Under the proposed regulations, sUAS operators would be required to obtain an unmanned aircraft operator certificate with a sUAS rating. To obtain this certificate, operators must be at least 17 years old, pass an initial aeronautical knowledge test and successfully undergo vetting by the Transportation Security Administration. While the operator certificate does not expire, the operator must pass a recurrent aeronautical knowledge test every 24 months. The operator certification process for micro-UAS would not require the aeronautical knowledge test, and instead would require a self-certification by the operator in a signed statement to the FAA.

The proposed rules would also require sUAS operators to have certain pre-flight and post-flight responsibilities. For example, sUAS operators would be required to conduct pre-flight inspections to ensure safe operation of the aircraft. An aircraft operator would also have to notify the FAA of an accident resulting in injury or property damage within 10 days of such occurrence.

Aircraft requirements
The FAA proposes to limit the scope of the new sUAS rule to US-registered aircraft. As such, sUAS would be required to satisfy the aircraft registration rules that apply to all other aircraft. This includes the US citizenship requirements identified in 49 USC 44103 and 14 CFR 47.3, which provide that an aircraft can be registered in the United States only if it is not registered in a foreign jurisdiction and meets one of the following ownership criteria:

  • The aircraft is owned by a citizen of the United States;
  • The aircraft is owned by a permanent resident of the United States;
  • The aircraft is owned by a corporation that is not a US citizen, but that is organised and doing business under US federal or state law and the aircraft is based and primarily used in the United States; or
  • The aircraft is owned by the United States government or a state or local government entity.

The FAA notes that existing international trade obligations allow foreign registered aircraft to engage in specialty air services whose primary purpose is not the transportation of goods or passengers. Such specialty air services include using aircraft for purposes of aerial mapping, aerial surveying, aerial photography and aerial inspection and surveillance. Many of these uses are shared by those sUAS currently holding Section 333 exemptions. The FAA is seeking comments on whether foreign-registered sUAS should be included in the new sUAS framework.

The FAA will not require aircraft operating under the new sUAS rule to have an airworthiness certificate. However, the operator must maintain the aircraft in a condition for safe operation and, as explained above, conduct a pre-flight inspection to ensure that the aircraft is in a safe operating condition.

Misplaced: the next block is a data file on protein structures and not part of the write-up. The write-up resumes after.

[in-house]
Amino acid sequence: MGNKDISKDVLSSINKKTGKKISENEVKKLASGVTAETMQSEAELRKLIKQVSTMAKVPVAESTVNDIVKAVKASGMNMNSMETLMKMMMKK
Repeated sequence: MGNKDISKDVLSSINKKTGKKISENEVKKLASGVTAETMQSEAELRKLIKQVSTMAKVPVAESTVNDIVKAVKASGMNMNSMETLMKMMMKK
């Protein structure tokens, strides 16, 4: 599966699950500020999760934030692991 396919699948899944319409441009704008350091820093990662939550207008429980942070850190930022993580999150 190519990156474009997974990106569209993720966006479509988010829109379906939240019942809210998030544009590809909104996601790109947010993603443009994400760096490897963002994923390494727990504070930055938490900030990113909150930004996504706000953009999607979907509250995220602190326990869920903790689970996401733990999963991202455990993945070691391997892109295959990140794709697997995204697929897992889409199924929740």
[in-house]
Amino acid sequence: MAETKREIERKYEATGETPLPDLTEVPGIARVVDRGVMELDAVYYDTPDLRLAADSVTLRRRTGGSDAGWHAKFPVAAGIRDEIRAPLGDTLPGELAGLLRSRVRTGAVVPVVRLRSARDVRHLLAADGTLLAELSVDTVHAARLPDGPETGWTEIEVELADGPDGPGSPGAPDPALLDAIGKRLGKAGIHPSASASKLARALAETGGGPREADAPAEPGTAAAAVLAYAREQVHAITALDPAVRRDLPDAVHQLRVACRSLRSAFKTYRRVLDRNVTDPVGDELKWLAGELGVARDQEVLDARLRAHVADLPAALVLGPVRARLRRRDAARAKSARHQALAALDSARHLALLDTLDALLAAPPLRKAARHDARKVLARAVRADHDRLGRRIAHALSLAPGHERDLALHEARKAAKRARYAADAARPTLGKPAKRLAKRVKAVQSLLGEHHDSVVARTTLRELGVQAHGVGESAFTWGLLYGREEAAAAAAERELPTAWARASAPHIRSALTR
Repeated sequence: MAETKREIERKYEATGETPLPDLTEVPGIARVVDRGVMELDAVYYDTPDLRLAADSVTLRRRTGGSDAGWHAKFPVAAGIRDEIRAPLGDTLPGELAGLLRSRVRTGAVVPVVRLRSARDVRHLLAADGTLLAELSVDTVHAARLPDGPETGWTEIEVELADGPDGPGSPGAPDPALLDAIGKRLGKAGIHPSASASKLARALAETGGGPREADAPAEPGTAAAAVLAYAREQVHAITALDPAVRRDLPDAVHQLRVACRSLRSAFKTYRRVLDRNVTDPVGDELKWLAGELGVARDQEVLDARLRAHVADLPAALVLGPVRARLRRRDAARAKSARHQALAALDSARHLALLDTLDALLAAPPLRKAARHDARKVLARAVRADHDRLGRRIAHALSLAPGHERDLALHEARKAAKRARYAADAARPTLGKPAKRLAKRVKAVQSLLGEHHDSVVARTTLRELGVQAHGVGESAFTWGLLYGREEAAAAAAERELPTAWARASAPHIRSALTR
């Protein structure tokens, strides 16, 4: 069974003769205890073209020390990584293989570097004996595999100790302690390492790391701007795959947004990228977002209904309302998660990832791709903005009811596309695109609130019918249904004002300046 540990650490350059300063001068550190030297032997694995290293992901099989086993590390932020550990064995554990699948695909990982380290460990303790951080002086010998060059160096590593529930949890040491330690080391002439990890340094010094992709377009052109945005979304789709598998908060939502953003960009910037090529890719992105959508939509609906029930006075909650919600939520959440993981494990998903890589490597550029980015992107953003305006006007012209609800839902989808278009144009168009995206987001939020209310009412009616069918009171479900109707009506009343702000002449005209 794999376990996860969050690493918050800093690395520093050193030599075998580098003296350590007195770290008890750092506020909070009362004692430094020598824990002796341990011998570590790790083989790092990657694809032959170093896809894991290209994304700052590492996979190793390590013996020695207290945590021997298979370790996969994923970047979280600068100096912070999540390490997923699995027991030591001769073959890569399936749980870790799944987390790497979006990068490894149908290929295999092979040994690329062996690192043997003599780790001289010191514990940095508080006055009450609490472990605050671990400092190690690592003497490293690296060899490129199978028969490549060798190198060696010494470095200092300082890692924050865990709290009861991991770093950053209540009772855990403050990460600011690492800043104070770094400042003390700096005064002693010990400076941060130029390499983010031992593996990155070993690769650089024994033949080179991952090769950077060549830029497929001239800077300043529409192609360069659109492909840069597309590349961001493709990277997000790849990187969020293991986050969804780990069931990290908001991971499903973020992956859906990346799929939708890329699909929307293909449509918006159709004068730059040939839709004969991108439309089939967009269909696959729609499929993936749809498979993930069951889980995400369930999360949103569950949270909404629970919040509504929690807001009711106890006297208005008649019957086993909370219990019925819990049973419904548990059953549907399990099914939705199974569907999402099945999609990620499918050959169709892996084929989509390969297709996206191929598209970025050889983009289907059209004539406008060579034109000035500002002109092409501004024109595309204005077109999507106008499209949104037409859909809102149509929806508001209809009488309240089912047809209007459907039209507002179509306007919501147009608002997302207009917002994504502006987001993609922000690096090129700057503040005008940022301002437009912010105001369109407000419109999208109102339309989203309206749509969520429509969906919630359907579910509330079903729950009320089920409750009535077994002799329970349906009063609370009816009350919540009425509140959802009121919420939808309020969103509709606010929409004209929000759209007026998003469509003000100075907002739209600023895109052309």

Under the new sUAS rule, aircraft markings are also required. The sUAS must display the registration number issued by the FAA in the manner specified in Subpart C of 14 CFR 45. Where the aircraft is too small to display markings in standard size, the aircraft registration number must be displayed in the largest practicable manner.

Model aircraft
The FAA acknowledges that the proposed sUAS rule would not apply to model aircraft that satisfy all of the criteria specified in Section 336 of the act. Section 336 prohibits the FAA from promulgating any rule or regulation regarding model aircraft if the model aircraft meets the following statutory requirements:

  • The aircraft is flown strictly for hobby or recreational use;
  • The aircraft is operated in accordance with a community-based set of safety guidelines and within the programming of a nationwide community-based organisation;
  • The aircraft is limited to not more than 55lbs unless otherwise certified through a design, construction, inspection, flight test and operational safety programme administered by a community-based organisation;
  • The aircraft is operated in a manner that does not interfere with and gives way to any manned aircraft; and
  • When flown within 5 miles of an airport, the operator of the aircraft provides the airport operator and the airport air traffic control tower with prior notice of the operation.(2)

However, any model aircraft that fails to meet all of these criteria would be subject to the new sUAS framework. In addition, the FAA seeks to codify in the new sUAS regulations its enforcement authority to keep model aircraft operators from endangering the national airspace.


The proposed sUAS rule is open for public comment. Public comments can be submitted on the FAA's docket for the proposed rulemaking, which can be found on by searching for FAA-2015-0150. The comment period is scheduled to close on April 24 2015.

For further information on this topic please contact Timothy Lynes at Katten Muchin Rosenman LLP by telephone (+1 202 625 3500) or email ( The Katten Muchin Rosenman LLP website can be accessed at


(1) Pub L No 112-95, 126 Stat 11.

(2) PL 112-95, § 336(a)(1)-(5).